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The Mad Clientist

Clients to Law Firms: Most of You Still Stuck in the Past

By July 27, 2016April 16th, 2020No Comments

                “If you dislike change, you’re going to dislike irrelevance even more.”
       – General Eric Ken Shinseki, US Army, Retired

The number of law firms making positive change is finally reaching critical mass. This is bad news for the law firms who clients tell us are “slow to move” or worse—“stuck in the past.” The pace may be glacial, or even merely slow, but change at law firms is certainly noticed by clients. And, the rate of change is a differentiator.

Law Firms Changing for the Better Doubles—Still a Minority

43.5% of corporate counsel tell us* their law firms are changing for the better. This is almost double the number in 2010, when it was 24.5%. Clients name the following as evidence of their upgraded experience:

  • Offering AFAs with some degree of comfort and ease
  • Better client service
  • Improved value through changes in staffing
  • More structured and streamlined approach to managing cases
  • Discussing business issues as well as legal issues
  • Embracing e-discovery related technology
  • Bringing more industry knowledge alongside their legal counsel

Majority of Law Firms Still Stuck in the Past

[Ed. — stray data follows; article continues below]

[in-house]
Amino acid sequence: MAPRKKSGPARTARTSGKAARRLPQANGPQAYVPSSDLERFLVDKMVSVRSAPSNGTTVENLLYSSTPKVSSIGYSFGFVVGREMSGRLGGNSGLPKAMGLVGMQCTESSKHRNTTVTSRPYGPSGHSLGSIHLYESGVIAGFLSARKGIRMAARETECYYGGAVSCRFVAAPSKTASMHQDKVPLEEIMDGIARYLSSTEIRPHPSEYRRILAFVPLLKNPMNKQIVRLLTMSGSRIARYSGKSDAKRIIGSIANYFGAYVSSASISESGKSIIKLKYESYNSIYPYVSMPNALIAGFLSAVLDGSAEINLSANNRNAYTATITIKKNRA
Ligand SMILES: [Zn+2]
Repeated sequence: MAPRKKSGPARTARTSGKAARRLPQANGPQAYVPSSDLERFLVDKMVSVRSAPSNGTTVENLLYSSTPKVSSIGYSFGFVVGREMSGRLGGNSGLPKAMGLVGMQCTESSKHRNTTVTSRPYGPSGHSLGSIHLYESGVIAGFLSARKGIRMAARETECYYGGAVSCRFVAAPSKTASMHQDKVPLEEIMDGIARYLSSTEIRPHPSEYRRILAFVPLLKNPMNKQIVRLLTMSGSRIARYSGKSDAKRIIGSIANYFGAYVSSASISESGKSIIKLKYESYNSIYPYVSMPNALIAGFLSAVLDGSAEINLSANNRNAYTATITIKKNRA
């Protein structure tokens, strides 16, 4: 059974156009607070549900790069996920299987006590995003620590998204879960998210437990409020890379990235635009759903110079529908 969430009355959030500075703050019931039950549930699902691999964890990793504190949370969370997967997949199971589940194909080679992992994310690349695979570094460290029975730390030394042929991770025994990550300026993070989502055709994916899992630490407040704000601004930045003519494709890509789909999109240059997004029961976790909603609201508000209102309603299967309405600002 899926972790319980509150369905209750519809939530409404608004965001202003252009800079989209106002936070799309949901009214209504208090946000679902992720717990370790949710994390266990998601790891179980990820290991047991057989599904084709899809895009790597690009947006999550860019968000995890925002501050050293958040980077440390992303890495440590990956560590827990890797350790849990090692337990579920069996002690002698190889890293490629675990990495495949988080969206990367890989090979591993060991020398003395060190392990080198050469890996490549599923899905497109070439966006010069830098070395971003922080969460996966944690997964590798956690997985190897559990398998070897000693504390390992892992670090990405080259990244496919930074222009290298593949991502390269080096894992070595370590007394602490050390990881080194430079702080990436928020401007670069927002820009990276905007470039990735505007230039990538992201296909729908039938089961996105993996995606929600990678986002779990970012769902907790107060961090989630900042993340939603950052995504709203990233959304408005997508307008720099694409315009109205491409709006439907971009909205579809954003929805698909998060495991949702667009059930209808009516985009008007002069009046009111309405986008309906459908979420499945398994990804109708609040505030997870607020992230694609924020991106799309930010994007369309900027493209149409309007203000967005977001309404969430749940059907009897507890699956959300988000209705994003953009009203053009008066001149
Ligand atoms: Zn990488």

56.5% of top legal decision makers say their law firms are stuck and can’t seem to change. Clients describe these law firms in 3 ways:

  • The Talkers: Able to talk about change but can’t seem to make it happen. This is especially true when these firms talk about AFAs, staffing, e-discovery related technology, and client service.
  • The Mercenaries: Higher rates are the only noticeable change.
  • The Oppositional: Firms are dismissive of requests to save money, reluctant to start settlement talks in litigation and show no interest in streamlined approaches. These law firms also avoid anything to do with AFAs. Some of these firms still tell GCs their requests for changes are counterproductive, and budget overruns are unpredictable and inevitable.

In some cases, law firms are just not doing a good job in communicating the nature and extent of their new ways—or the new ways are an improvement but are still behind the curve. We also found a few rogue partners who are ruining the branding of some truly progressive and transformative law firms by resisting change on their own.

You can test how fast your clients think you are changing by building this into your client feedback. Clients are happy to tell where and what they see—and what they don’t. Your clients are also happy to make suggestions on how to make their lives easier. In short, your clients will help you move forward at a faster pace.

Ultimately, if you don’t change, your clients are going to change law firms. And, as General Shinseki suggests, you then become irrelevant.


*Based on BTI research conducted between March 2015 and September 2015. BTI conducted more than 300 independent, individual interviews with CLOs and General Counsel at Fortune 1000 companies and large organizations.

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